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Jill Pearsall Builds to Help Children Heal

Jill Pearsall Builds to Help Children Heal

In her role overseeing facilities development for the Texas Children’s healthcare system, Jill Pearsall takes a fluid approach to planning to ensure that she can pivot quickly when necessary

Rendering by Page Architects
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Jill Pearsall has a pretty good handle on the complexity of hospital systems. She’s the senior vice president of facilities planning and development at Texas Children’s Hospital, the largest system in the country serving pediatric and women’s health. The hospital is affiliated with Baylor College of Medicine, making it an academic teaching institution.

Texas Children’s, with its 897-bed inpatient care and outpatient system, is based in Houston; it’s now establishing its range of care in Austin, 180 miles away. Its large scale of operations means that one might expect its facilities management to be fairly corporate.

Jill Pearsall, SVP of Facilities Planning & Development, Texas Children’s Hospital Photo by Allen Kramer, Texas Children’s photographer

But visit one of the buildings, in a hallway where anxious parents and ailing children pass daily, and you can see something that makes it clear Pearsall hasn’t lost touch with the mission of the organization.

It’s dancing cows. Technically, they are sculptures of cows (named Fred and Ginger) in rhinestone outfits, raised up on hind legs, cutting a rug and larger than life.

Those cows were originally part of citywide fundraiser for the hospital, called CowParade, in 2001. Amid the vast array of best-in-class medicine and technologies is the kind of whimsy that patients and visitors love.

Children with illnesses or injuries need something to make them smile, and the smart designers who work under Pearsall figured out a way to make that happen.

Pearsall, who trained as an architect, is responsible for much more than design. But she particularly delights in ribbon cuttings—that crowning moment when modern healthcare design principles come together to create a place for healing. In the last decade or so that has included bringing in more natural light for the benefit of patients and healthcare providers.

It also includes a programmed dimming of lights that helps calm patients so clinicians can do their work, and the use of acoustic materials in floors, ceilings, and walls to achieve a similar effect.

She speaks of the collaborative, “internally owned” nature of the culture at Texas Children’s, which makes it possible for her team to do what they do. It pervades the entire organization. Pearsall notes that the physicians go out of their way to be more engaging and less scary to the young patients, which contributes to this atmosphere.

Texas Children’s Hospital North Austin Campus (ATXNC) Rendering by Page Architects

But she also credits the CEO, who’s been with the hospital for more than three decades, for making this possible. Pearsall herself has worked there for two decades and helped it evolve—though she was impressed with the work environment from the very beginning.

“When I first started working here I was surprised by the culture,” she says. “Everyone wants to be involved, wants it to succeed.”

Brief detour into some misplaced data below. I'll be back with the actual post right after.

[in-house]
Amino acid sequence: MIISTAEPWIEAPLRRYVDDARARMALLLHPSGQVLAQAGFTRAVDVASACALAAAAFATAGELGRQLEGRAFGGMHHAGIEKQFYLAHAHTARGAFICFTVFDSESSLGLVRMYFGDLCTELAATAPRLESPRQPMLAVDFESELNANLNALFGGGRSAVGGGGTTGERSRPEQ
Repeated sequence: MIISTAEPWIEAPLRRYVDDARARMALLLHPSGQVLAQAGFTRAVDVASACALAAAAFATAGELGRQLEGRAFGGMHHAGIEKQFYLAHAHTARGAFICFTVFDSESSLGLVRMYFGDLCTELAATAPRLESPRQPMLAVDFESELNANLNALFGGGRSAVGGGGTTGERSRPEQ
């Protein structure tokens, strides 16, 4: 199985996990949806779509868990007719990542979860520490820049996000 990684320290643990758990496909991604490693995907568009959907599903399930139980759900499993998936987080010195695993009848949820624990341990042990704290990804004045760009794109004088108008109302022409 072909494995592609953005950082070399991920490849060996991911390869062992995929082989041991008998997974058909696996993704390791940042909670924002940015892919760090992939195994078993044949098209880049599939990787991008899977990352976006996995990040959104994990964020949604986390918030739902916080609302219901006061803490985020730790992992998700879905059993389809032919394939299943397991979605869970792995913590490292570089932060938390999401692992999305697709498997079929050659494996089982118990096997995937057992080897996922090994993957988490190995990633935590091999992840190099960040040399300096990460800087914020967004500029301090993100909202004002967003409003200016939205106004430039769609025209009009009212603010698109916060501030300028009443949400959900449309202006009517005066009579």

This culture plays out in a very specific and important way for Pearsall, who is responsible for facilities development. “The biggest mistake we could make would be to write up a big, long-range master plan and put a big bow on it,” she says. There are too many moving parts, too many variables, for anything to be perfectly predicted that far out.

“When I first started working here I was surprised by the culture. Everyone wants to be involved, wants it to succeed.”

Jill Pearsall

The construction of huge facilities might take several years from conception through approvals, permitting, and construction. But there is, by nature, a lot of back-and-forth in that conceptual stage.

“In 2016 we started a facilities master planning group,” she says. It is made up of executives from finance, facilities, nursing, and other clinical specialties, who gather on a regular basis to discuss “everything from minutiae to strategy,” she says, describing it as a free-form exchange of ideas, likely costs, and priorities. “We have this uber-crazy spreadsheet with every great idea on it,” she notes, which remains fluid in response to all the dynamics a big healthcare system faces.

When pressed on the overall mission of facilities, Pearsall points out that the buildings have to exist before you can treat patients and the buildings need to respond to the care being provided. It’s clear she finds joy in not only creating those places for patients, employees, and visitors, but also ensuring that they’re safe and enable mental as well as physical health.

The biggest projects underway or nearing completion are the 52-bed, 5-story pediatric and women’s facility in North Austin, and an office building conversion to a women’s services outpatient facility in Houston, adjacent to the Texas Children’s Texas Medical Center campus.

The latter was built with white, precast concrete, not the “sunset red” granite on the exterior of their other buildings. To ensure that the building is identifiable as Texas Children’s, a clever solution was devised to apply a complementary paint shade to the concrete.

Pearsall manages to do more than oversee huge buildings full of twenty-first-century technologies to improve the health of children in Texas. She also volunteers with a program for fifth graders, showing them the diversity of careers they might one day follow into healthcare—including architecture and building.

One imagines that anything involving bejeweled dancing cow sculptures would show them how serious work can involve some fun as well.

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